Immune cells play surprising role in cystic fibrosis lung damage
Immune cells once thought to be innocent bystanders in cystic fibrosis may hold the key to stopping patients' fatal lung disease. New findings from the Stanford University School of Medicine and Lucile Packard Children's Hospital show that white blood cells called neutrophils respond strongly to conflicting signals from cystic fibrosis patients' lungs, setting up a molecular fracas that may explain the patients' severe lung damage.
"Cystic fibrosis patients have a problem with turning down the inflammatory response in the lungs," said senior study author Rabindra Tirouvanziam, PhD, an instructor in pediatric pulmonary medicine. "We've found that patients' neutrophils become kind of schizophrenic, doing a number of things that are opposite to the textbook view of neutrophils' role."
The research, which will be published online March 23 in the Proceedings of the National Academy of Sciences, opens up new targets for cystic fibrosis treatment, Tirouvanziam said.
Cystic fibrosis is a genetic disease of the lungs and digestive system that affects about 30,000 people in the United States. Patients used to die in childhood, but the life expectancy for a child born today with cystic fibrosis is now 50 to 60 years. Although modern medications and dietary treatments do a good job of controlling the digestive aspects of the disease, patients still suffer serious lung problems. Thick, sticky mucus builds up in their lungs, and chronic inflammation and bacterial infections lead to the breakdown of lung tissue.
For years, scientists believed that cystic fibrosis patients' lung problems started when bacteria became trapped in the excess mucus in their lungs. Neutrophils showed up at the lungs in response to the invasive bacteria, the thinking went. Neutrophils are supposed to engulf and destroy bacteria, but something went wrong and the neutrophils quickly died in the lung, releasing tissue-destroying enzymes, scientists thought.
"This paradigm makes sense in a superficial way, but it has very little to do with clinical reality," Tirouvanziam said. Careful clinical testing in infants with cystic fibrosis has shown that lung inflammation with neutrophils occurs even in the absence of detectable infection. And Tirouvanziam's earlier research showed the immune cells stay alive in the lung for quite a while after they arrive.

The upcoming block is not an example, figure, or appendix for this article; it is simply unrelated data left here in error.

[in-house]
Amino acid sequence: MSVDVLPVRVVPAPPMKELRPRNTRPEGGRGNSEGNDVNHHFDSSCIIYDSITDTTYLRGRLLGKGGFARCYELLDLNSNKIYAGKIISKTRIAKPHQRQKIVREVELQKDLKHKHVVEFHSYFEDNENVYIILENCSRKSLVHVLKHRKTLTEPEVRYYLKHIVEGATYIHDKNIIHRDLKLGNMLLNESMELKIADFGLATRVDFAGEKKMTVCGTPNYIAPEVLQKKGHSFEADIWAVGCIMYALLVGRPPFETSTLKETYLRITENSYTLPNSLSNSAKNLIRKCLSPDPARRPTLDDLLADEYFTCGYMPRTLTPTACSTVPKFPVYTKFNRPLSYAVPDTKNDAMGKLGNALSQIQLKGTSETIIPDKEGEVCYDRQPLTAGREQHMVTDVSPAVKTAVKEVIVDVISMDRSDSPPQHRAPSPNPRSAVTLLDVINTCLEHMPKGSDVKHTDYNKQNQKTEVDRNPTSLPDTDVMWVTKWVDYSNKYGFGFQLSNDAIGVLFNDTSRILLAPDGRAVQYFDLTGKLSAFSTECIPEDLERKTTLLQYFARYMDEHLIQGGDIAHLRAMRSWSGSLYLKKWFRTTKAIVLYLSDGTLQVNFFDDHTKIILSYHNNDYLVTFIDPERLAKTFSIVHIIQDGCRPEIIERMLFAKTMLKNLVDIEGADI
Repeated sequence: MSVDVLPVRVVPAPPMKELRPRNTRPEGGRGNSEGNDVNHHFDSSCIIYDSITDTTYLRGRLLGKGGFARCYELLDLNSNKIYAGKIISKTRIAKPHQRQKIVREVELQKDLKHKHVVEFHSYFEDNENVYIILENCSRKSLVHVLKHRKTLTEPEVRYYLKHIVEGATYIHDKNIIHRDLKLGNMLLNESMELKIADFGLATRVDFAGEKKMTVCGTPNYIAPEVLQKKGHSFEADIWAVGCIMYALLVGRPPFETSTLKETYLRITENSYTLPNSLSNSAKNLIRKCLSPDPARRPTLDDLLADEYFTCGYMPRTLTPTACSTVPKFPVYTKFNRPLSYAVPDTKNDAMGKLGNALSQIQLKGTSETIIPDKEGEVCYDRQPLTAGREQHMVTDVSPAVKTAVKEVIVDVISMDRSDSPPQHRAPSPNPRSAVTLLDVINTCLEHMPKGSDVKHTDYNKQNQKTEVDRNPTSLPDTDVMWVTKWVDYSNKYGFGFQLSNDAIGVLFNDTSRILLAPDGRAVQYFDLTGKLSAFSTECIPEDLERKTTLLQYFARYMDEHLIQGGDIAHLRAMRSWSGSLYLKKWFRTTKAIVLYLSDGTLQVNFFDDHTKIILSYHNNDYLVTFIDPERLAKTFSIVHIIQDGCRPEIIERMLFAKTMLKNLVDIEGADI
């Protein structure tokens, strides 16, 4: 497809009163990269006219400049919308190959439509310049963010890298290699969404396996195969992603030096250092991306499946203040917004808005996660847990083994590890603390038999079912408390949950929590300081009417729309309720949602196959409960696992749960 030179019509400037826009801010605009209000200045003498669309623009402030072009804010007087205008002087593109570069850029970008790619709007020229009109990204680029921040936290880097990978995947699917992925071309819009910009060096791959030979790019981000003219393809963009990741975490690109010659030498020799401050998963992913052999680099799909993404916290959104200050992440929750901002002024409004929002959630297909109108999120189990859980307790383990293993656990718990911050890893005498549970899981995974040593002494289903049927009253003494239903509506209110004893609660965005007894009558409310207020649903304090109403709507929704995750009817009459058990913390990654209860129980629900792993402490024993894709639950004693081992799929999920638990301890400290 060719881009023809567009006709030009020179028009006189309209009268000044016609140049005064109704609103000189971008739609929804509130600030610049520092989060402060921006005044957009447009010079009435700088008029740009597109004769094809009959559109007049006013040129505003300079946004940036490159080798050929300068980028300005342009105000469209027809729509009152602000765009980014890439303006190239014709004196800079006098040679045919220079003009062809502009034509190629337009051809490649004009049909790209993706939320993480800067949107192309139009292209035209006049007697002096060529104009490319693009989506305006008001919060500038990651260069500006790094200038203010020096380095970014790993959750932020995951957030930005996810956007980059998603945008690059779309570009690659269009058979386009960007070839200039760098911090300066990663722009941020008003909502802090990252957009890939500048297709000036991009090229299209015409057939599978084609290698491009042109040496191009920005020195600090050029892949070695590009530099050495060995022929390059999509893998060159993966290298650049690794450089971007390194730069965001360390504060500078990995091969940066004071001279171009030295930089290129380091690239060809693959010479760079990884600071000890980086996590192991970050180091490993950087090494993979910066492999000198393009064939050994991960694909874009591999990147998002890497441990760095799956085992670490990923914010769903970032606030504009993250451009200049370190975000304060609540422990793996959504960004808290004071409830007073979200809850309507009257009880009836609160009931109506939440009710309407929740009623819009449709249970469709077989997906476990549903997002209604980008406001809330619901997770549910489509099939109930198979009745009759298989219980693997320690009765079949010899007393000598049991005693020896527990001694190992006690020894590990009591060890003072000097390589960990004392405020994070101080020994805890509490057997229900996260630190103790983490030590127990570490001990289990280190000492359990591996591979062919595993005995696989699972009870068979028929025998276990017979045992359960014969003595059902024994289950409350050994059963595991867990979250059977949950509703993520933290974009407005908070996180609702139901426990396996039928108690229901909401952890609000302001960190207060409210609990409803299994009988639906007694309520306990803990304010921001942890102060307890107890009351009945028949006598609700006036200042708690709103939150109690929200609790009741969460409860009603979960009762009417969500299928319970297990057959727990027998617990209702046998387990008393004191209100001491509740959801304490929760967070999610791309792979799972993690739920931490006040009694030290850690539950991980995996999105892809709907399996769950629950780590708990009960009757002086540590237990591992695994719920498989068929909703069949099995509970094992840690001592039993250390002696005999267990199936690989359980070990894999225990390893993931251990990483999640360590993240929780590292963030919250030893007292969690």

So what are the live neutrophils doing in patients' lungs? The new findings surprised Tirouvanziam's team. After collecting fresh neutrophils from cystic fibrosis patients' sputum and analyzing them with fluorescence-activated cell sorting, the team discovered that signals from the patients' lung tissue were reprogramming live neutrophils with conflicting messages. The first set of signals switches on what Tirouvanziam calls "an ancient happiness pathway" — a chain of commands that tell the neutrophils that nutrients are plentiful, and that it's a good time to translate the cell's library of genes into new protein. The second pathway is a cellular alarm system associated with inflammation and stress.
"They're receiving a lot of signals at same time, and we think the happiness signals are messing them up completely," Tirouvanziam said.
His team now suspects the inappropriate activation of the "happiness signal" — the molecular target of rapamycin, or mTOR, cell signaling pathway — may trigger neutrophils to release large quantities of human neutrophil elastase, the enzyme that destroys the elastic fiber of lung tissue. In healthy individuals, neutrophils never release destructive human neutrophil elastase into nearby tissue.
Understanding the sequence of events that release the tissue-chewing enzyme in cystic fibrosis is important, Tirouvanziam said, because it could help researchers find new disease therapies. Drugs now given to improve patients' lung function target symptoms such as difficulty breathing, but don't do anything to alter neutrophils' behavior. Tirouvanziam hopes that will soon change.